ch.11 part 2 flashcards |

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  • If an officer is involved in a DUI investigation with a driver under the age of 21, the officer should conduct
    the investigation using the same process for determining impairment:

    conduct the SFSTs, follow arrest
    procedures, administer the chemical or physical tests, and complete the necessary documentation.

    If the DUI investigation does not result in a DUI arrest, but thereisevidencethat the driver has been consuming
    alcohol, you may then request a

    breath test to determinethe driver's alcoholconcentration.

    If the driver's alcohol concentration level is at or above _______, or if he or she refuses to submit to a breath test, his or her driver's license
    privilege will be suspended.

    0.02

    (Driver's under 21) The driver is not arrested but is subject to administrative penalties, even if he or she
    provides a sample over a 0.08. Take the driver's license and issue a

    Notice of Suspension

    Portable breath test devices may not be used for

    DUI arrest

    (PBT) They may be used for violations such as

    drivers under 21 years of age (0.02 violation) or for commercial motor vehicle enforcement when there is insufficient evidence of DUI

    The DUI citation must be completed accurately. This citation is not only a charging document; it is also required to authorize the

    Department of Highway Safety and Motor
    Vehicles to suspend the subject's driving privilege.

    If the subject has an alcohol concentration of 0.08 or above, or refuses chemical testing, seize his or her

    driver's license and attach it to the BLUE or transmittal copy of the DUI citation

    _____ or your __________should forward the license and a copy of it to the Department of
    Highway Safety and Motor Vehicles for an administrative suspension per agency policy

    you/agency

    The DUI Citation is very similar to the Uniform Traffic Citation, except the DUI Citation is used either for a

    a DUI with an alcohol concentration of 0.08 or higher or
    when the violator has refused any chemical test after being lawfully arrested.

    DUI citation has additional fields that must be completed regarding the following:

    • if the subject refuses (confiscate his or her driver's license)
    • if the subject is eligible for a permit
    • if the subject's license was surrendered
    • the location of the Department of Highway Safety and Motor Vehicles Hearing Office

    Florida law provides the following definition of driving under the influence in s. 316.193, F.S.:

    1. A person is guilty of the offense of driving under the influence and is subject to
    punishment as provided in subsection (2) if the person is driving or in actual
    physical control of a vehicle within this state and:
    (a) The person is under the influence of alcoholic beverages, any chemical
    substance set forth in s. 877.111, F.S., or any substance controlled under
    chapter 893, F.S., when affected to the extent that the person's normal
    faculties are impaired;
    (b) The person has a blood-alcohol level of 0.08 or more grams of alcohol per
    100 milliliters of blood; or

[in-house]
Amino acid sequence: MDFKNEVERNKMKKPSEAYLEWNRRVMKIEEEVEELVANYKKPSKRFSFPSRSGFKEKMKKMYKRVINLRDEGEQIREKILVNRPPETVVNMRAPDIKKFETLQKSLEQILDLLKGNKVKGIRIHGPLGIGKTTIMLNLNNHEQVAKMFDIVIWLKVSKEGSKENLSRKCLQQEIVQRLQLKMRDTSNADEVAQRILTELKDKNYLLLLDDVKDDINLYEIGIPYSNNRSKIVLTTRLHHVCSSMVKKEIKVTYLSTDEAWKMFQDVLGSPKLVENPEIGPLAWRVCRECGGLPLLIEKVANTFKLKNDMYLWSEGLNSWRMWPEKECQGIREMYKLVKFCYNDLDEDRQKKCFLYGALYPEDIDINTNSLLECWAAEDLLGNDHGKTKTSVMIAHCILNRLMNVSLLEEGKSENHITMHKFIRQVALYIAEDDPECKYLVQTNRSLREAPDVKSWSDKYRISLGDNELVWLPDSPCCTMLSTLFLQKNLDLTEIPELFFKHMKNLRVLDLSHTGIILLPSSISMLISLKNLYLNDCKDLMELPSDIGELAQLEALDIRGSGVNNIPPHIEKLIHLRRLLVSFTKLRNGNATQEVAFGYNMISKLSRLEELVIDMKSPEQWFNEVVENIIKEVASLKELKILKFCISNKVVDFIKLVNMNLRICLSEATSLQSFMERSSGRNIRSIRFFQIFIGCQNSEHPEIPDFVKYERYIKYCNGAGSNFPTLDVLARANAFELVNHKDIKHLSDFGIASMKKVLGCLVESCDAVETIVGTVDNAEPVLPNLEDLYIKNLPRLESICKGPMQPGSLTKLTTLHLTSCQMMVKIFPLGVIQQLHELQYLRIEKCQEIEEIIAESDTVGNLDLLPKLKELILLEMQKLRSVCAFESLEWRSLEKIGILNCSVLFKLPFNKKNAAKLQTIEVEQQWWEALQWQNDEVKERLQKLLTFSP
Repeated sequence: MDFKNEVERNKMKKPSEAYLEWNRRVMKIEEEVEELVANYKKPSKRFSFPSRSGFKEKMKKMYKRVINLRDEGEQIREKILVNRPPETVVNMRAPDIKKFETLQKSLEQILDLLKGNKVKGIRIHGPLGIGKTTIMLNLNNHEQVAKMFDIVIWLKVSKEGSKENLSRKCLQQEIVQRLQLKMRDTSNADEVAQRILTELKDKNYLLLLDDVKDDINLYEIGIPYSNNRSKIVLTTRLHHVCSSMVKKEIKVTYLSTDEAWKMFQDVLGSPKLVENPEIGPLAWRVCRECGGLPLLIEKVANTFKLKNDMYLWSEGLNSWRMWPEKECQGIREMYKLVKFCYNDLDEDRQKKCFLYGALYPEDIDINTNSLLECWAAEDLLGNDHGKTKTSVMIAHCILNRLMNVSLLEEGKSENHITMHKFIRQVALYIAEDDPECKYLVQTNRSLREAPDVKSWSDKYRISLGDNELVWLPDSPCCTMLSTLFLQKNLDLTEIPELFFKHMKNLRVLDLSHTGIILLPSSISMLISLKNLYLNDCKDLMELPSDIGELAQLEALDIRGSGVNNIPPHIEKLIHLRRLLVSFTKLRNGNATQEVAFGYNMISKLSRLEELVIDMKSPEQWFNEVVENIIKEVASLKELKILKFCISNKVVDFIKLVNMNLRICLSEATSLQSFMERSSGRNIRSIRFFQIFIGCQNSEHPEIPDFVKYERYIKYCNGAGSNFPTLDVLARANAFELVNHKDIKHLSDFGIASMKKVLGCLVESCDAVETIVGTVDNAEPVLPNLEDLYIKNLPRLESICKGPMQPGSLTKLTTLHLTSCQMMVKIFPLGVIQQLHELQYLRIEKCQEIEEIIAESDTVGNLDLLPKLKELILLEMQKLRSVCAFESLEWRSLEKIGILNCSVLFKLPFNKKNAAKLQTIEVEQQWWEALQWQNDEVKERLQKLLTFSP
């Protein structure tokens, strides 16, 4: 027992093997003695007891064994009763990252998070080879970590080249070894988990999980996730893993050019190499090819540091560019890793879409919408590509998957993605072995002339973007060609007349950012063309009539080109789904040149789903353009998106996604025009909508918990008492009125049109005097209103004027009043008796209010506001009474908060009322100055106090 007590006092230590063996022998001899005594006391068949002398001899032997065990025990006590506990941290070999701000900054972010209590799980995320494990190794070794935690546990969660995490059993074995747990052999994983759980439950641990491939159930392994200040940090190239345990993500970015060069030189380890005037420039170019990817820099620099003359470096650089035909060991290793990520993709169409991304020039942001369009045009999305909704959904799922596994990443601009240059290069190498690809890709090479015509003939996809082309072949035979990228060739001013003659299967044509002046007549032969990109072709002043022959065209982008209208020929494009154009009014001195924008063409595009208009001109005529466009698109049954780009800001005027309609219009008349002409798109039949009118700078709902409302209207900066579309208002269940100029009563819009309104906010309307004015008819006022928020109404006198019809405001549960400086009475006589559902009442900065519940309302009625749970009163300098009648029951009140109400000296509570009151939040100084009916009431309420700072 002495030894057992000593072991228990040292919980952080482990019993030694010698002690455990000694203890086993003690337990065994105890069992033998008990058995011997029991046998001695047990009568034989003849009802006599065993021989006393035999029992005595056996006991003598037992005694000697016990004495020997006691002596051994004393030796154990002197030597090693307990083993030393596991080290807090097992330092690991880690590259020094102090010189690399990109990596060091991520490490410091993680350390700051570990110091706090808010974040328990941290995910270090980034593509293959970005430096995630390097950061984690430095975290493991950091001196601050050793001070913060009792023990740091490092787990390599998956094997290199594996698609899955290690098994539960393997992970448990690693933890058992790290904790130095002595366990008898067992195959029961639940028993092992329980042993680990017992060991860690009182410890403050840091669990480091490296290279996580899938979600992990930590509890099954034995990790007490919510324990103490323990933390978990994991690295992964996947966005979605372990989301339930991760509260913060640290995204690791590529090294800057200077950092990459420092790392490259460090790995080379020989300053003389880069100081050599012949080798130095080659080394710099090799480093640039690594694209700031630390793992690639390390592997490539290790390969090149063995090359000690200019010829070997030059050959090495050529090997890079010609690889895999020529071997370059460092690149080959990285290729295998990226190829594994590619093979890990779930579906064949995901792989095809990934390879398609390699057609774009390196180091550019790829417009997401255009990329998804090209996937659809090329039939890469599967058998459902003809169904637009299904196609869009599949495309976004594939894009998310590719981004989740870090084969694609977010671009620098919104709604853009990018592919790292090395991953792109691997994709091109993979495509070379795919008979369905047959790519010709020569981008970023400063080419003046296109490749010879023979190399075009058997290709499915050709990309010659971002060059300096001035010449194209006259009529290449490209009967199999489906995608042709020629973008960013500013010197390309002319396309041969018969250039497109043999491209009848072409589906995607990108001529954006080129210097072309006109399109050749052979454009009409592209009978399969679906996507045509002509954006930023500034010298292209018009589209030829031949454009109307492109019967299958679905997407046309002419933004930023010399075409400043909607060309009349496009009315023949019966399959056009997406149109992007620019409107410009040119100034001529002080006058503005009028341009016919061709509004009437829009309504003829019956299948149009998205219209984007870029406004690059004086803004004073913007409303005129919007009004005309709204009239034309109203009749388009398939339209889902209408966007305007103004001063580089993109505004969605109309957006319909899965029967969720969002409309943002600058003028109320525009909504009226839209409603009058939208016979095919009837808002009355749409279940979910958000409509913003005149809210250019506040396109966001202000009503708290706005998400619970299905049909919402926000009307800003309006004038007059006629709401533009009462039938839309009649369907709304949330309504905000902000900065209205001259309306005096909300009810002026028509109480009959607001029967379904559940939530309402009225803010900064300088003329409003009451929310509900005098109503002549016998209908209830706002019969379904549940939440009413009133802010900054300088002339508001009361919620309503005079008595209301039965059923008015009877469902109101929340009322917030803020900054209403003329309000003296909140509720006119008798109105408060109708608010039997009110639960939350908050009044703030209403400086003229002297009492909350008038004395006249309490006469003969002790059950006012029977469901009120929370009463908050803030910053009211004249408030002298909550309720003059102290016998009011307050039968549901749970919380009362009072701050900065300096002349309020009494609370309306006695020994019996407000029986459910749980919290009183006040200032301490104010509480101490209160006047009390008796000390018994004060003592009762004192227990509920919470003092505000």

(c) The person has a breath-alcohol level of 0.08 or more grams of alcohol
    per 210 liters of breath.

    In order to arrest someone for a DUI offense, a law enforcement officer must have

    probable cause to believe that all elements of the offense are present.

    To convict a person of a DUI offense, it is necessary to show beyond a

    a reasonable doubt that all the elements of the offense were present

    The detection process BEGINS when a law enforcement officer

    first suspects that an individual may be driving under the influence

    The detection process ENDS when the officer

    determines whether there is sufficient probable cause to arrest the subject for DUI.

    Effective DUI enforcers do not immediately decide whether to

    arrest or not arrest a driver. Rather, they proceed carefully through a series of intermediate steps, each of
    which helps to identify the collective evidence.

    The typical DUI investigation involves three phases:

    • Phase One: Vehicle in motion—Observation of the driver operating the vehicle.
    • Phase Two: Personal contact—After the vehicle stops, there usually is an
    opportunity to observe and speak with the driver face-to-face.
    • Phase Three: Pre-arrest screening—Administration of some structured
    standardized field sobriety tests (SFSTs) to the driver to determine impairment

    • Phase One:

    Vehicle in motion—Observation of the driver operating the vehicle.

    • Phase Two:

    Personal contact—After the vehicle stops, there usually is an opportunity to observe and speak with the driver face-to-face.

    • Phase Three:

    Pre-arrest screening—Administration of some structured standardized field sobriety tests (SFSTs) to the driver to determine impairment

    The DUI detection process does not always include all

    three phases

    Sometimes contact with a DUI detection officer is absent in Phase One, for example, in cases in which the
    driver is

    passed out behind the wheel of a vehicle that is not in motion

    Sometimes there are DUI contacts in which Phase Three never occurs, so you would not administer formal tests to the driver. These may occur when the driver
    is

    so impaired or injured that he or she cannot perform the tests, or he or she refuses to
    submit to the tests.

    At the conclusion of each phase an officer will make a major decision in the DUI investigation- The decision can have one of three different outcomes:

    Yes—Do It Now,
    Wait—Look for Additional Evidence,
    or No—Don't Do It

    Phase One: Vehicle in motion
    Question: Should I stop the vehicle?

    Yes: Do It Now: There is reasonable suspicion to stop the vehicle
    Wait: Look for Additional Evidence: Don't stop the vehicle yet; keep following and observing it a
    bit longer.
    No: Don't Do It: There are no grounds for stopping the vehicle.

    Phase Two: Personal contact